I'm hearing of lay people becoming enlightened by the Buddha but did any of them become Lay Dhamma Teachers? When where the first lay teacher(s) of the eightfold path?
o this female during Buddha's time came to my mind. Im not sure how to spell her name correctly ( Khujjuttara) or something like that. She was Queen Samavathi's servant (king Udena). Her back was hunched a little. She used to embezzle money from Queen Smavathi when queen assigned her to buy flowers from the market. One day she heard Buddha's teaching and became a stream enterer. She went to the queen and confessed her crime. Queen forgave her and asked her to recite Buddha's teaching. Since queen could not leave the palace (i assume she stayed in a harem), she would sent this servant to listen to Buddha's teachings (since her deformity allowed her to leave the palace) and come back to tell the queen and her ladies. Lady Khujjutara was one of the earliest lay teacher i could think of.
The problem with "lay dhamma teachers" is that people don't take you seriously as a spiritual guide, if you are still a householder who's unable to give up sexual activities, gold etc. There might have been lay people who taught the Dhamma to small groups, but when there are many enlightened monks around, you don't get much recognition.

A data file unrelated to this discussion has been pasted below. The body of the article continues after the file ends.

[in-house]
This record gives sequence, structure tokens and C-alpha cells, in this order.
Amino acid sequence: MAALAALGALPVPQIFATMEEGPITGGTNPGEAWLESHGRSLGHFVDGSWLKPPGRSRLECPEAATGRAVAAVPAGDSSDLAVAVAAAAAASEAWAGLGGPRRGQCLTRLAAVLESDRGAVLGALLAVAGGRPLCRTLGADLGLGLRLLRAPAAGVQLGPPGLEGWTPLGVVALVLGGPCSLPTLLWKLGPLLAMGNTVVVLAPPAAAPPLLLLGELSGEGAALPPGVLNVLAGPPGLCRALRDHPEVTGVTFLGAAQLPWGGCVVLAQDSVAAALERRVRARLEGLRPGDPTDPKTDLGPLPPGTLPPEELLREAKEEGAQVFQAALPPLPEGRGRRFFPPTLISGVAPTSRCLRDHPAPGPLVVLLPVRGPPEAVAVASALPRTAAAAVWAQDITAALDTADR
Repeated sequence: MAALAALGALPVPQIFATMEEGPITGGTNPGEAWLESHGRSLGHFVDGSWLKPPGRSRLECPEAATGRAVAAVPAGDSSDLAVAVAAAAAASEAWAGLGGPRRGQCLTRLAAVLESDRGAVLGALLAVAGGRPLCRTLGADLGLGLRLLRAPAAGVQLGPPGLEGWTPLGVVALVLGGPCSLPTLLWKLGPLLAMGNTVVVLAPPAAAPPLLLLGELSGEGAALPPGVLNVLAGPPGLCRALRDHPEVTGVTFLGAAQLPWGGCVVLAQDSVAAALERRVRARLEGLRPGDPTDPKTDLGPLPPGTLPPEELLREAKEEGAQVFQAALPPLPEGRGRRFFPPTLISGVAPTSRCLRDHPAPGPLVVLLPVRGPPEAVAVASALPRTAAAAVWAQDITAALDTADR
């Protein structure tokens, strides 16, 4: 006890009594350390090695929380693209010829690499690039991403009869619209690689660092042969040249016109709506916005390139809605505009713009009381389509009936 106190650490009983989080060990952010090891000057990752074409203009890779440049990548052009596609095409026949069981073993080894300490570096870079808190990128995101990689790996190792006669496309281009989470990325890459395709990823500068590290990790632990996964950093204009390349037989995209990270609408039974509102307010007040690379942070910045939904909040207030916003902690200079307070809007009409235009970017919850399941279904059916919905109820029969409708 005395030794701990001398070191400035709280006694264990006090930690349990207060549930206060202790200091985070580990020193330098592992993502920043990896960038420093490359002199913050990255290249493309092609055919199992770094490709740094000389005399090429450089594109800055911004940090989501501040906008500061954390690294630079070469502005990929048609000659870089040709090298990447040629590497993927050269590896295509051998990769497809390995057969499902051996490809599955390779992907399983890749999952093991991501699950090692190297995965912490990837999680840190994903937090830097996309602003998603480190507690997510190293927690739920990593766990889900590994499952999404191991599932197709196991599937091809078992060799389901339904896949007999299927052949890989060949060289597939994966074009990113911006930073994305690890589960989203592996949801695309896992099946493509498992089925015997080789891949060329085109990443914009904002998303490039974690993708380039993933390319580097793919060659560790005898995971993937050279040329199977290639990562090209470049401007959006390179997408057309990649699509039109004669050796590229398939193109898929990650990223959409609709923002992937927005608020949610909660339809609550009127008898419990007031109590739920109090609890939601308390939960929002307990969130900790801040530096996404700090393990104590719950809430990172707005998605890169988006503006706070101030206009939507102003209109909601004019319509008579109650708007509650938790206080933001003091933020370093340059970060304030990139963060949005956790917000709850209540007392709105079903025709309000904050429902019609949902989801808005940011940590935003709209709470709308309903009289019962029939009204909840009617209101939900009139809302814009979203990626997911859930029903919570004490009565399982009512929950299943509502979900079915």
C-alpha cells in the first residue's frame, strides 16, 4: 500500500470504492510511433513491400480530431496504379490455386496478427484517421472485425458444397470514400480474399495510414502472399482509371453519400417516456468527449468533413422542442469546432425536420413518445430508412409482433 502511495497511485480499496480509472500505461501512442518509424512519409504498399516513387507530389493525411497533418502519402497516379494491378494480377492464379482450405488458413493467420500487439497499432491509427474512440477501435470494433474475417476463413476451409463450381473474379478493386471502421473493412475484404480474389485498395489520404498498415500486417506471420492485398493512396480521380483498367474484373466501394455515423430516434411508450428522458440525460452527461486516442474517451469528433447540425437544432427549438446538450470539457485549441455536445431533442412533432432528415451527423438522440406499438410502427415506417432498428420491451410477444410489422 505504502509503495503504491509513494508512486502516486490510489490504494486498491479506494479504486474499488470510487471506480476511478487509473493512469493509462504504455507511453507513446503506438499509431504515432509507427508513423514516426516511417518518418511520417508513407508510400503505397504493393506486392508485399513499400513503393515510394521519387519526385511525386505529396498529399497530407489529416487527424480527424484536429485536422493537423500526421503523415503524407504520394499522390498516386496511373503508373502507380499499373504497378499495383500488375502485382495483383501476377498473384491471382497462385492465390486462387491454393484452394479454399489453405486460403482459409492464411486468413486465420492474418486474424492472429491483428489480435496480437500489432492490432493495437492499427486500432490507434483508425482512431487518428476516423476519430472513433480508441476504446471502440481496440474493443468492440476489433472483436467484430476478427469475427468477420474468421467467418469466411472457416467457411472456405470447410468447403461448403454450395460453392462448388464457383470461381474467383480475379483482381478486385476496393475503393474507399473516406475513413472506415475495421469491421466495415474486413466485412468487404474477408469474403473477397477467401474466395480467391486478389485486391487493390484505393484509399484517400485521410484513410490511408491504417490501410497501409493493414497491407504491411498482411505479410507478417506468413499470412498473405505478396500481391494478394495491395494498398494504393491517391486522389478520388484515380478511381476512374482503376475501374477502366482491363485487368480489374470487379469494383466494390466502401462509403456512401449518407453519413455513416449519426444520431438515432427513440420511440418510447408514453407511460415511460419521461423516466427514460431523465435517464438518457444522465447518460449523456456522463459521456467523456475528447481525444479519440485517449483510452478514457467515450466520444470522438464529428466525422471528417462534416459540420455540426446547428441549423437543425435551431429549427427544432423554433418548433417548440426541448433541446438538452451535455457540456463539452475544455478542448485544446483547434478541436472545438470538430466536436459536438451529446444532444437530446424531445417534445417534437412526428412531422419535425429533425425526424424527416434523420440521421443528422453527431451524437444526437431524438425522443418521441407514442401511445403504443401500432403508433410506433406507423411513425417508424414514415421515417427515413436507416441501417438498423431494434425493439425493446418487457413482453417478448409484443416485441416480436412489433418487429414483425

In any case, a lay person who has attained enlightenment is a positive influence to his friends and relatives.
Ex: King Pukkusati learning about the Buddha, Dhamma and Sangha from his friend king Bimbisara; Anatapindika influencing his son Kala to listen to the Dhamma; Visakha's influence on her husband's family.
The monks he taught, stated:
“You’re fortunate, householder, so very fortunate, to traverse the Buddha’s deep teachings with the eye of wisdom.”
In SN 41.8, he states that he has achieved mastery of the fourth rupa jhana.
SN 41, called Cittavagga, contains 10 suttas dedicated to the life of Citta.